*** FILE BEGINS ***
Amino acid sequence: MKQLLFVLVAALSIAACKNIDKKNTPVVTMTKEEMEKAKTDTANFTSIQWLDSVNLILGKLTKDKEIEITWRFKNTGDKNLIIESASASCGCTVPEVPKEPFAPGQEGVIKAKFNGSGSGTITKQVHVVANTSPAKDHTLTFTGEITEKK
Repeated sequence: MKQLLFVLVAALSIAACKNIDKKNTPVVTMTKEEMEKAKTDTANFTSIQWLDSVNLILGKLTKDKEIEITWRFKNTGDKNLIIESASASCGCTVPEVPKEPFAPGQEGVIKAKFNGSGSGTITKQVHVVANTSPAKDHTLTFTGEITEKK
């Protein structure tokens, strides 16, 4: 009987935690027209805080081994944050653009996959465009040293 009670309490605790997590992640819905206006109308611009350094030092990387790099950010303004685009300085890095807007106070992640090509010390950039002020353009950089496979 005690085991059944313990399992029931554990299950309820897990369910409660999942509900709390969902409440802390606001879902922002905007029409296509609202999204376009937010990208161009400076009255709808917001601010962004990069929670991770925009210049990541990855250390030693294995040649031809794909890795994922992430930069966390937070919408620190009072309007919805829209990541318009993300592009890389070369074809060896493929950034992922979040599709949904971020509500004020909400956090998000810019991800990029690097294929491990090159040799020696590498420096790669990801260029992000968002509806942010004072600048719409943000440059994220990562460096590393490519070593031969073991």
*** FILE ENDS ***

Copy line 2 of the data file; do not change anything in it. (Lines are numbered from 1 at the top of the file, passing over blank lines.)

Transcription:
Repeated sequence: MKQLLFVLVAALSIAACKNIDKKNTPVVTMTKEEMEKAKTDTANFTSIQWLDSVNLILGKLTKDKEIEITWRFKNTGDKNLIIESASASCGCTVPEVPKEPFAPGQEGVIKAKFNGSGSGTITKQVHVVANTSPAKDHTLTFTGEITEKK